# op-amp outputs supply voltage on GND Signal

I am trying to use an op-amp (first time). I know the basic theory of its amplification circuits. To test I am using an Arduino Nano Microcontroller to create a Signal (0-5V). I want to amplify the signal by a Factor of 3. I measured the input and the output of the opamp relative to GND with an oscilloscope. The amplification works (5V to 15V --> factor 3), however when the signal goes to ground the opamp always reaches the supply voltage (tried with different supply voltages). I know that an op amp amplifies to the supply voltage if there is no feedback, but i cannot explain how it can happen in my case. How do I prevent the opamp from switching to supply voltage once the signal raches GND?

EDIT: The Op-Amp is a MC33078 (datasheet)

• All opamps are not created equal. Yours might not have a common-mode input range that includes its negative rail. If so, the opamp might be going into an error condition when the input is driven negative too far. And as above, it should NOT be inverted. What is the part number? Commented Mar 21, 2019 at 18:09
• @AnalogKid I added the part into the description. Commented Mar 21, 2019 at 18:18
• What do you measure if you connect In to the Arduino's +5V directly? What if you connect it to the Arduino's GND directly? Commented Mar 8, 2020 at 14:20

The circuit you draw is the right one for a gain of 3, but the waveforms you show indicate a negative gain and an offset. The equation for Vout would be something like Vout=15V-A*Vin where A is your gain.

I think your circuit you've built is not what you've drawn. Double check your connections. 5Vin should make 15Vout. If the opamp is rail to rail, you'll also get 0Vin makes 0Vout.

Looks like you driving the output tri-state (open circuit) rather than pulling it to ground. You can add a resistor from the non-inverting input to ground or change your firmware. When it's open the op-amp input will float up or down, predictably if it's a bipolar op-amp to one supply or the other, and unpredictably if it's a MOS input op-amp. For example, an LM324 input will float upward because the bias current flows out of the op-amp input.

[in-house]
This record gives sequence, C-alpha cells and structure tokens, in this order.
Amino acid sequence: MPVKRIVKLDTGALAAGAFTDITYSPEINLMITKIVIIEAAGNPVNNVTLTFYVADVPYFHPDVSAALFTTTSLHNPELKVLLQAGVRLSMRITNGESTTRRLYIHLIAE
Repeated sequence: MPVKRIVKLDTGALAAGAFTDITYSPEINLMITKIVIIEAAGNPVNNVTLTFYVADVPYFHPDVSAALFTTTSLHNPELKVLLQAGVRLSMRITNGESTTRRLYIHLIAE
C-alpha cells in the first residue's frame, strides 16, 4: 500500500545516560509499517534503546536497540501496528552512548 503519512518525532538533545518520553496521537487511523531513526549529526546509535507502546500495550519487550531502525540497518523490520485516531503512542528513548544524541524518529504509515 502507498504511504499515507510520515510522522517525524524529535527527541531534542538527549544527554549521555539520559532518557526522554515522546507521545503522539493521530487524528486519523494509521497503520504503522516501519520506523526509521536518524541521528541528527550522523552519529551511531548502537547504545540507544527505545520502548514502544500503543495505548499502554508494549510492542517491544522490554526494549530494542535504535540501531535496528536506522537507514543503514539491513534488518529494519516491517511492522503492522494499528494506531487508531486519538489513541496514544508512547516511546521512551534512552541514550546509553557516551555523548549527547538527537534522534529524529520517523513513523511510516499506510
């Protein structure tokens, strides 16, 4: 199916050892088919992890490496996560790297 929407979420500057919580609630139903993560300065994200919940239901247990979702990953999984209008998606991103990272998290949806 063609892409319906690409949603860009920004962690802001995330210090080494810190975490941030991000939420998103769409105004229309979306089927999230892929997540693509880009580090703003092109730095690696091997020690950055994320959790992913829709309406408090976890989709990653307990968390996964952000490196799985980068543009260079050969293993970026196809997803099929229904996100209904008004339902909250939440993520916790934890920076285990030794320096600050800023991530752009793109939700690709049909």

You should also be using a "single supply" (or rail-to-rail I/O) op-amp - the output should swing to near ground and the input common mode range should include the negative rail.

Edit: The MC33708 is not 'single supply', as you know. Some op-amps (not sure about the MC33708, I've used them, but have not knowingly violated the input common mode range that way) may behave the way you describe. LM358 is the the same pinout and should work okay.

• Unfortunately adding a pull down resistor didn't impact the output signal. Commented Mar 21, 2019 at 18:16
• But i think its the single supply that i have bought wrong. Commented Mar 21, 2019 at 18:22
• What is your op-amp type? Something like an LM324/LM358 should work fine. Commented Mar 21, 2019 at 18:37
• Its a MC33078. I added a Datasheet into the EDIT of the question. The Type is Dual Supply Commented Mar 21, 2019 at 18:40

Unfortunately the MC33078 does not have an input voltage range which includes the negative supply rail. From page 3 of this datasheet, the parameter $$\V_{ICR}\$$ is quoted to be ±14V, or perhaps even as bad as ±13V, when the supply is ±15V.

What this means for you, with your supply potentials of 0V and +30V, is that you can expect your opamp to work with input voltages from +1V to +29V. An input of 0V is outside this range, and the opamp's behaviour in this condition is not defined.